The reanimated (it had virtually disappeared in Britain until revived in the 1980s in its American incarnation) festival of Hallowe’en draws ever nearer, and its ghastly avatars begin to assemble in the darkness. Wearyingly familiar though their images have become, thanks to commercialisation, the origins of these bugbears’ names are not always straightforward. The lurid orange pumpkin has mutated, its modern name an alteration of ‘pompone’ and ‘pumpion’ which could designate either melon or pumpkin in the 1540s. The English word was adopted from French pompon, from Latin peponem, meaning only melon, from the earlier Greek pepon. The ‘-kin’ suffix, meaning little or cute, was borrowed from Middle Dutch, the ‘pom/pum/pep’ component probably an example of prehistoric sound symbolism whereby the puffing required to say the words imitates the inflation of the bulbous object itself.
In fact it was more often the turnip that was hollowed out and illuminated in England, Scotland (where they are known as ‘tumshies’) and Ireland until recently, pumpkins being an American favourite. But there is a very odd connection between two of Hallowe’en’s most potent symbols in a 19th-century report by the Slovene folklorist Wiesthaler who writes that superstitious Balkan Gypsies believed that pumpkins (and watermelons too) could become possessed and exhibit vampiric characteristics.
Hobgoblin (the ‘hob-‘ is a familiarising nickname, from Hobbe, a variant form of Robbe or Robin) or goblin appeared in English in the 14th century with the sense of mischievous ugly devil or fairy. It was probably borrowed from 12th century French gobelin which is thought to be related to mediaeval German kobold, a household or subterranean sprite, and possibly to the older Greek kobalos which denoted an impudent rogue. Sprite, incidentally, is a modern pronunciation of the Middle English ‘sprit’, a shortened form of spirit, while spook is an old Dutch word of mysterious origin borrowed by Americans in the early 19th century.
Ghosts are named from Old English gast which meant spirit or soul and could also mean breath. The ‘h’ was added in the 15th century, probably by printers influenced by the Flemish or Middle Dutch form of the word, gheest. Both are related to German geist, spirit, which comes from the presumed proto-Germanic *gaistaz, itself from a presumed Indo-European root *gheis– used to form terms conveying amazement and/or fright. In the same category are the phantom, from Greek phantasma (unreal image, apparition) which became Old French French fantosme before being borrowed by English, the spectre retains the French form of a Latin word for an apparition, spectrum, from the verb specere, to see. Wraith, on the other hand, is a Scottish word, recorded in the 15th century but of unknown provenance. It has been suggested that it is related to writhe or to wrath, or to an Old Norse word, vǫrðr, a guardian spirit or watcher.
Though its spelling now makes it look like a relative of ghost, ghoul was originally Arabic غول gul, the name of an evil spirit, a desert demon recorded in Islamic folklore and said to haunt cemeteries, devour newly-buried cadavers, abduct children and attack travellers. Its root is a verb meaning to seize and it is probably related to galla, a very ancient Akkadian and Sumerian term for a fiend from the netherworlds. The word was anglicised, first as ‘ghul’, in the late 18th century.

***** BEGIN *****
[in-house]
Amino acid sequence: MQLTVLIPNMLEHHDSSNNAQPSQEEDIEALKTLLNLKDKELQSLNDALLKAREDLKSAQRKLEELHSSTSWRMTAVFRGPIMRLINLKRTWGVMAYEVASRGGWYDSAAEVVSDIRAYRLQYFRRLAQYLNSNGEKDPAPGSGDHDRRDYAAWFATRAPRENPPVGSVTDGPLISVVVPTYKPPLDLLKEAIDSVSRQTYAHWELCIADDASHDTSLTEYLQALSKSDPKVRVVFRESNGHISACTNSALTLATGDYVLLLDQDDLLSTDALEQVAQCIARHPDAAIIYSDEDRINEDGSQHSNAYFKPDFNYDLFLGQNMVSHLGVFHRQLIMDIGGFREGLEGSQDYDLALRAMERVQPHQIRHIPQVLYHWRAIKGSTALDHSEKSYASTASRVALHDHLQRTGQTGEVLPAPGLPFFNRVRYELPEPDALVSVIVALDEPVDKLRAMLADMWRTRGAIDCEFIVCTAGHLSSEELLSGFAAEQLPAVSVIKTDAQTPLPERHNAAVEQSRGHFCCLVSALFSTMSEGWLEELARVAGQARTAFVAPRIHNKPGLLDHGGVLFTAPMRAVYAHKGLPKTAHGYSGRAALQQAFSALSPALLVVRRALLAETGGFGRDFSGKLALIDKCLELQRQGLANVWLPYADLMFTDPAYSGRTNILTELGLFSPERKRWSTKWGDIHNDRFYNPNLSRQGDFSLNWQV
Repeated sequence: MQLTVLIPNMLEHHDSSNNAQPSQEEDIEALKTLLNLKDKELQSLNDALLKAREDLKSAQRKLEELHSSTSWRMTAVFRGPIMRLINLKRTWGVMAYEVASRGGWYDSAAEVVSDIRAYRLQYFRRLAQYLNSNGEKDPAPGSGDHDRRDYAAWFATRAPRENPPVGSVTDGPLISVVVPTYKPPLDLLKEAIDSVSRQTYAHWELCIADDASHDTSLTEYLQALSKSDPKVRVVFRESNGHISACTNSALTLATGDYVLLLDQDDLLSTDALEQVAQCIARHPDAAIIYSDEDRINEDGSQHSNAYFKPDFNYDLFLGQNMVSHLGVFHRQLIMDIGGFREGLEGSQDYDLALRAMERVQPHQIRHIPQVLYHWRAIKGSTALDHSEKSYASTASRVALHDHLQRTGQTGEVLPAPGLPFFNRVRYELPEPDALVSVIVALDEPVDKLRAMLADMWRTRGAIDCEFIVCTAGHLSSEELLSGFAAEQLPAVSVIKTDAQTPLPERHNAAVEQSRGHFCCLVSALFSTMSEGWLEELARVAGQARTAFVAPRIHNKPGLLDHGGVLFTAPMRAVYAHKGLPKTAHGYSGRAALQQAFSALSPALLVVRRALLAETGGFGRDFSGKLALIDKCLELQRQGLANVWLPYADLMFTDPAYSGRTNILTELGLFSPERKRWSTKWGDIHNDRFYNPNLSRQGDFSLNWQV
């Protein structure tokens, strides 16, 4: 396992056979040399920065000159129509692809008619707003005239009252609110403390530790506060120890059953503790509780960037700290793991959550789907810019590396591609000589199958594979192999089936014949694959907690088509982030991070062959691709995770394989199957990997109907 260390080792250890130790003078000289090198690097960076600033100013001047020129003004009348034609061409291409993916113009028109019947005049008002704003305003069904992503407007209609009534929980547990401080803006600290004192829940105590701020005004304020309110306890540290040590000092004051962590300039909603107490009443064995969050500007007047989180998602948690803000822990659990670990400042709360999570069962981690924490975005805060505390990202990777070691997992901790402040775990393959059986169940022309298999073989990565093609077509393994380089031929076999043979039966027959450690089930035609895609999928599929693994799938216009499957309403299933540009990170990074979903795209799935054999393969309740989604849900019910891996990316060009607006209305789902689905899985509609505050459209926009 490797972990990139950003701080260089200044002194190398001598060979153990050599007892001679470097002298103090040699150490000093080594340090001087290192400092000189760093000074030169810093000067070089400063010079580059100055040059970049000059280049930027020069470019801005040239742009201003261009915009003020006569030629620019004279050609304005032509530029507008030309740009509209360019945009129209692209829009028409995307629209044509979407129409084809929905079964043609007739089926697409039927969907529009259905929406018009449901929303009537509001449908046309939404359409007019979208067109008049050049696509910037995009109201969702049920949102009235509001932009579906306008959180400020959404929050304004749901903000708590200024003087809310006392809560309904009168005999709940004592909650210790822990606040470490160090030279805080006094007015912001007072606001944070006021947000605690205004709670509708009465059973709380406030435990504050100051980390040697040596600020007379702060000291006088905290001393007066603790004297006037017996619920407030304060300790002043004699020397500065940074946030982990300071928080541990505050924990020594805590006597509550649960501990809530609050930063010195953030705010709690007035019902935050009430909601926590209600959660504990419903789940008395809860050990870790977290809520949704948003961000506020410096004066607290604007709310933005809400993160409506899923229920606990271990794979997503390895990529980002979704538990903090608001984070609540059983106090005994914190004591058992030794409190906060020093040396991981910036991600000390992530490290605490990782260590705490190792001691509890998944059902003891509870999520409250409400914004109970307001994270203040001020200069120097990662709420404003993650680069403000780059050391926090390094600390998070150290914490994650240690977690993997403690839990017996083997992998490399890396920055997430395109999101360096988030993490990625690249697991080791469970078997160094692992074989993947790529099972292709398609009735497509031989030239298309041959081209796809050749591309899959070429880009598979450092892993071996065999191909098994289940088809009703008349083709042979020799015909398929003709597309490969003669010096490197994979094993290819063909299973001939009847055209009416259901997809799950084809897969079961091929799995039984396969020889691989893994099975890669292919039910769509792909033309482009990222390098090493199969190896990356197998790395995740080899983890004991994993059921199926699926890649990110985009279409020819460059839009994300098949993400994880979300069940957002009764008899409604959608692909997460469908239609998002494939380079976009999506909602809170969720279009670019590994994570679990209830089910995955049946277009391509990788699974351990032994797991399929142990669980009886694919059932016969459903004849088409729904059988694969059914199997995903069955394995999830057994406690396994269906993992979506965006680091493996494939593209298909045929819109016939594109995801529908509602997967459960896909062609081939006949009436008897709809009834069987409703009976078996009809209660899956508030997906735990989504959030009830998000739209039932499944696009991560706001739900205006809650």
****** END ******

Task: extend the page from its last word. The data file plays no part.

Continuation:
Zombie, first recorded in English in an 1819 guidebook to Brazil and popularised in movies of the 1930s, comes via the Haitian Creole word zonbi and Caribbean French zombi, denoting an animated corpse, a staple of voodoo folklore, transplanted from zumbi, fetish and n-zumbi, originally the name of a snake god, in the Kumbunu and Kikongo languages of West Africa.
The werewolf combines the ancient name of the ravenous animal – wulf, later wolf – with the Old English wer, man, which shares an origin with Latin vir (from which we get virile, manly). In the 13th century wer fell out of usage, but the compound expression survived, as it did in other Germanic languages.
For me, though, because I have studied it, and because it is the most complex, the most protean of these beings, it is the vampire whose attributes and incarnations are the most fascinating. The bat was, in Old English, until the 14th century, the bakke, related to Old Scandinavian words such as natbakka, literally ‘nightflapper.’ By 1570, however, ‘bat’, a country dialect alternative, had become the preferred form.
The story of ‘vampire’ is more convoluted. We know that the word came to us in the 18th century via German from Serbian, but its ultimate origins and meaning are complex. Here, in fragments from a quite old – if not truly ancient – publication are some thoughts on the enduring legend of the thirsty undead…
The ‘old book’ extracts are from my own 1999 title, Children of the Night:
The venerable ancestors of our modern shapeshifters, from the classical era, are discussed in this two-part blog by Sententiae Antiquae:
Lastly, possibly the most monstrous Hallowe’en disguise this year is revealed by The Poke: